1st time home buyers need advice/information/Agent for preforclosed property purchase?

Asked by Katherine, San Diego, CA Fri Feb 8, 2008

Mission Valley area. Because we like the community and where we live, we are hoping to buy something here. However, our budget is slightly less than the typical sale price here. But, with the market being what it is, we've found some preforeclosed homes that come in right at our price... anyone know who is the right person to get in touch with to aid us in the process? We'd like to use a legitimate Realtor to find out more about these properties. Also, as first time buyers, is a preforeclosure deal a bad idea?

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Larry Hotz, Agent, Cherry Hills Village, CO
Sat May 24, 2008
Katherine, the most important thing to do before you look at homes is to interview potential Realtors. That's right. You are the employer and you get to interview potential candidates to be your Realtor. I suggest having a written list of questions and ask the same questions to each candidate.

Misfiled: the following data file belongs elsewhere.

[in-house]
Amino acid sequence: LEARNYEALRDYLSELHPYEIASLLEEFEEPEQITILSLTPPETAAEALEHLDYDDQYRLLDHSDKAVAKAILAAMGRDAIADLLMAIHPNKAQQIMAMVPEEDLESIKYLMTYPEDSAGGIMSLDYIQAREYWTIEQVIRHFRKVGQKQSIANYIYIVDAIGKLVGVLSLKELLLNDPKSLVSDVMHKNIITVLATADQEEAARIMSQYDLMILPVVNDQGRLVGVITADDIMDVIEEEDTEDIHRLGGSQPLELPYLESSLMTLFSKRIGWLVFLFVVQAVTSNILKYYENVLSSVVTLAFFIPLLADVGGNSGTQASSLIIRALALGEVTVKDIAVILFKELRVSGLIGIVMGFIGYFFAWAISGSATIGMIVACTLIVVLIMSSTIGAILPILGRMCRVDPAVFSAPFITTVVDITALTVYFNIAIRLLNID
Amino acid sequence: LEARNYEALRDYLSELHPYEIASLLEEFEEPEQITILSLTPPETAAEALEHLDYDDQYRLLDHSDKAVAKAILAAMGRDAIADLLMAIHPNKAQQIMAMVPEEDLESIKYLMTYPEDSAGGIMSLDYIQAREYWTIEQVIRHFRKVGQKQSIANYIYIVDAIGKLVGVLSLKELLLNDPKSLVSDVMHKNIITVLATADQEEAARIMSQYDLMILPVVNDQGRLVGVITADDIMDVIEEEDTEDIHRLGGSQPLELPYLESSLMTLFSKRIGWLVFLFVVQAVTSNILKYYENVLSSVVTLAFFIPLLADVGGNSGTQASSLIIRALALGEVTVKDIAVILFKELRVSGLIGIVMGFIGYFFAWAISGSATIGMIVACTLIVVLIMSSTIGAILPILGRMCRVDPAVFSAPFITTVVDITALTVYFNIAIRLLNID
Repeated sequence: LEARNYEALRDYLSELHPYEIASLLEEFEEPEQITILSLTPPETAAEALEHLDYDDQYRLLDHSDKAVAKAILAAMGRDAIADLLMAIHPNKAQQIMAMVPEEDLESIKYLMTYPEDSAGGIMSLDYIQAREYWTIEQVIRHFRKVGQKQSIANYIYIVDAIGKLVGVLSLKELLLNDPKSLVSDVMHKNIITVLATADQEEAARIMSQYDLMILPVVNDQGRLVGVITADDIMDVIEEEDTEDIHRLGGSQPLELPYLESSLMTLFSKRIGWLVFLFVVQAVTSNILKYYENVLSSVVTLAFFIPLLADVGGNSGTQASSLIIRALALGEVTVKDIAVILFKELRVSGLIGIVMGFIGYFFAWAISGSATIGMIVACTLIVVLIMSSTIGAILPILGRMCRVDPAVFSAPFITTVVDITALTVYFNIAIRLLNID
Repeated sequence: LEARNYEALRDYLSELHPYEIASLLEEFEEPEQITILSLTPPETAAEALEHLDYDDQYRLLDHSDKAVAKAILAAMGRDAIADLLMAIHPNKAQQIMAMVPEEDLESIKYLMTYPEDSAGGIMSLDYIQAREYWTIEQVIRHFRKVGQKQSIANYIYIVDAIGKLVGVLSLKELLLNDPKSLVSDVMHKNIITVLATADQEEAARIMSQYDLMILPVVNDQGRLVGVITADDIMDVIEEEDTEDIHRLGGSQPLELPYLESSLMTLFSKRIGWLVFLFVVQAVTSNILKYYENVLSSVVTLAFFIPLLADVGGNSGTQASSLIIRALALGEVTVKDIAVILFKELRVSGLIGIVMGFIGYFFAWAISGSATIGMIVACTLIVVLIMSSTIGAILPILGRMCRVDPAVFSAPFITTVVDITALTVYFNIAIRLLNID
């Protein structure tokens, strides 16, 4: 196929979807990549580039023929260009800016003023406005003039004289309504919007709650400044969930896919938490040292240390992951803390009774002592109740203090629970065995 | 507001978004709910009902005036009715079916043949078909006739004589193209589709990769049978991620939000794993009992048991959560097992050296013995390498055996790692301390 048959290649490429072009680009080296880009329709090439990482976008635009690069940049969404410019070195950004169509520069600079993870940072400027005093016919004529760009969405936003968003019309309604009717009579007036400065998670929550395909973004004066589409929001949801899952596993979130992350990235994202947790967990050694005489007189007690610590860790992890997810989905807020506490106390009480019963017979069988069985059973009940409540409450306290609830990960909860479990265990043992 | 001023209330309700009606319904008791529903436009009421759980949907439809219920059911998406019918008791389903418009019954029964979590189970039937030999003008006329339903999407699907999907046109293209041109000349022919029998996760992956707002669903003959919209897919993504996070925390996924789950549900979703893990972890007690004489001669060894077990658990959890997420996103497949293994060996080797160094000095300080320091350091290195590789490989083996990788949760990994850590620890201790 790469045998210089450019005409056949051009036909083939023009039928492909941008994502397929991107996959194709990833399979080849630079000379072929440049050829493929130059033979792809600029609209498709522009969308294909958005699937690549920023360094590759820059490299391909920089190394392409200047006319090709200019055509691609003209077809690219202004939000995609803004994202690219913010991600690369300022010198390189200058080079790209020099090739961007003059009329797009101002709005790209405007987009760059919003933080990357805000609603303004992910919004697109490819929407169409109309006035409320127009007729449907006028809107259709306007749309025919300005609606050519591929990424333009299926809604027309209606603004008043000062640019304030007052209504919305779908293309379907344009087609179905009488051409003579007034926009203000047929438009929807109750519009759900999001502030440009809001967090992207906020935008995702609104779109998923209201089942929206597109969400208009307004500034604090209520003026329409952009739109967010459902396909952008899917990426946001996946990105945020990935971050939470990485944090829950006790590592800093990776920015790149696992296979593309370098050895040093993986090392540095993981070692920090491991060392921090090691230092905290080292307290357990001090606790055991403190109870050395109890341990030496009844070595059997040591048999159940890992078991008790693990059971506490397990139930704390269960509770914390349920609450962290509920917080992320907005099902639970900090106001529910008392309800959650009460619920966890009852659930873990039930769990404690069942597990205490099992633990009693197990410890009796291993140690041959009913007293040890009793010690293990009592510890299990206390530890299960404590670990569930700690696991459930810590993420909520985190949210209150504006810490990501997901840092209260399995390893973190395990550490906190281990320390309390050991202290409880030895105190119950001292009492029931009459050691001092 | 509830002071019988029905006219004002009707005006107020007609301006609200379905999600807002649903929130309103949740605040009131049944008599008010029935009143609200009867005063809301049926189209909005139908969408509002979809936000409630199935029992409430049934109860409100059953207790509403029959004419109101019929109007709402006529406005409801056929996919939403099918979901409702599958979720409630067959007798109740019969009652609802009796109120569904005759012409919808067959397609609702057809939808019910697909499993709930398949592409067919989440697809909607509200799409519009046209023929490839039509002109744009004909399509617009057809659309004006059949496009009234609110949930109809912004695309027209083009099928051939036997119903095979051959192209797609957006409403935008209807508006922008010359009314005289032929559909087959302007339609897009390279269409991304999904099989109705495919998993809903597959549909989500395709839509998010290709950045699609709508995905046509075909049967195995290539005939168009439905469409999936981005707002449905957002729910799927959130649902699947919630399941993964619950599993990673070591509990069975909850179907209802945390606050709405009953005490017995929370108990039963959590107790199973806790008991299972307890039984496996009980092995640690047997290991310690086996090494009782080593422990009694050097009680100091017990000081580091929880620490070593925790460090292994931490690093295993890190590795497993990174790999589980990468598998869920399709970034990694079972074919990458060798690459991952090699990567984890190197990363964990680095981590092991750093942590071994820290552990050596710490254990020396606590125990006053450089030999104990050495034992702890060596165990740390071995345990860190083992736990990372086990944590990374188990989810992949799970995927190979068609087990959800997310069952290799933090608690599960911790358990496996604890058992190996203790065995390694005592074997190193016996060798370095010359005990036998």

I agree with Dan. I know that Bob Wilson is an excellent Realtor in your area. He does specialize in foreclosed homes and short sales. Many Realtors are frustrated with these types of sales and discourage home buyers from pursuing them. I know these are more difficult transactions. Still, you probably want to choose a real tour who will at least show you foreclosures and short sales and feel comfortable working with them.

The article below was written by a first-time buyers agent and has many ideas which you may find helpful.
2 votes
Sarah Dupree, Agent, Carlsbad, CA
Thu May 15, 2008